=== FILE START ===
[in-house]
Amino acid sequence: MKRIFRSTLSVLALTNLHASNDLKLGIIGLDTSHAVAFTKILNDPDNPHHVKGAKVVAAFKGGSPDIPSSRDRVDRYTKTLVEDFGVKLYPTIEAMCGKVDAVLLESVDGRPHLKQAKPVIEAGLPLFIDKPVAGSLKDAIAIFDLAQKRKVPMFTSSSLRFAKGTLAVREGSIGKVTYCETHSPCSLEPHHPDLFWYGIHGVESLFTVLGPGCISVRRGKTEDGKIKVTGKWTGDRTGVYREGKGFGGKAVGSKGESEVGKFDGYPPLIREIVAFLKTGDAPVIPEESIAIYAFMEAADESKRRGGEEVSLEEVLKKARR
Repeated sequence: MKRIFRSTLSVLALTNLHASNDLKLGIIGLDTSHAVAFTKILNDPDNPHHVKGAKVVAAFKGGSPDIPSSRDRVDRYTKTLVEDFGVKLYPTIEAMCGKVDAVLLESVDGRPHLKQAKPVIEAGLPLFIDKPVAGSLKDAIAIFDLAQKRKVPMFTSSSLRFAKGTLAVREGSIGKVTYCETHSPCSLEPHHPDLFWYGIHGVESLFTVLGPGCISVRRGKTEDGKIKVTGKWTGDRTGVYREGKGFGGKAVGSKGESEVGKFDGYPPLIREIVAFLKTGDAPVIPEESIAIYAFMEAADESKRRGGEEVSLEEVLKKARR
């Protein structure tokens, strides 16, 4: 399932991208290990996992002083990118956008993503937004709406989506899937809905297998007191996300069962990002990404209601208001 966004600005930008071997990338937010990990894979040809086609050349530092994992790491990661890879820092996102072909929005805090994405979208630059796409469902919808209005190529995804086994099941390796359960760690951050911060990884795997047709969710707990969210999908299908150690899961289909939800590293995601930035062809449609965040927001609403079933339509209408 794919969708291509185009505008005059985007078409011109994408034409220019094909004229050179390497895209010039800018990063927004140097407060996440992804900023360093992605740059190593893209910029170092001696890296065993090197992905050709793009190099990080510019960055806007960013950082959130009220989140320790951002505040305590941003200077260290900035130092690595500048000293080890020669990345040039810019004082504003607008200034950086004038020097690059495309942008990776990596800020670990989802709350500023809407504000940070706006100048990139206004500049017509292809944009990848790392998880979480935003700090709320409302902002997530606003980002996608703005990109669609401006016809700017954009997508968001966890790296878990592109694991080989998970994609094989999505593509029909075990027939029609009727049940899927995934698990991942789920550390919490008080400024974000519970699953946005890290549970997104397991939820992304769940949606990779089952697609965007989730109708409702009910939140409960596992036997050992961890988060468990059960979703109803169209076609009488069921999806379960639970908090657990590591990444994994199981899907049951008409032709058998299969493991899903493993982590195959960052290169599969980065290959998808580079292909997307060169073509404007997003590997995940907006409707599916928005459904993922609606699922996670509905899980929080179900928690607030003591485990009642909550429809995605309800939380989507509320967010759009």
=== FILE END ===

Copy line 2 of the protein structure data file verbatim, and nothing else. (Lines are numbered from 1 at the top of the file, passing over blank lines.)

Amino acid sequence: MKRIFRSTLSVLALTNLHASNDLKLGIIGLDTSHAVAFTKILNDPDNPHHVKGAKVVAAFKGGSPDIPSSRDRVDRYTKTLVEDFGVKLYPTIEAMCGKVDAVLLESVDGRPHLKQAKPVIEAGLPLFIDKPVAGSLKDAIAIFDLAQKRKVPMFTSSSLRFAKGTLAVREGSIGKVTYCETHSPCSLEPHHPDLFWYGIHGVESLFTVLGPGCISVRRGKTEDGKIKVTGKWTGDRTGVYREGKGFGGKAVGSKGESEVGKFDGYPPLIREIVAFLKTGDAPVIPEESIAIYAFMEAADESKRRGGEEVSLEEVLKKARR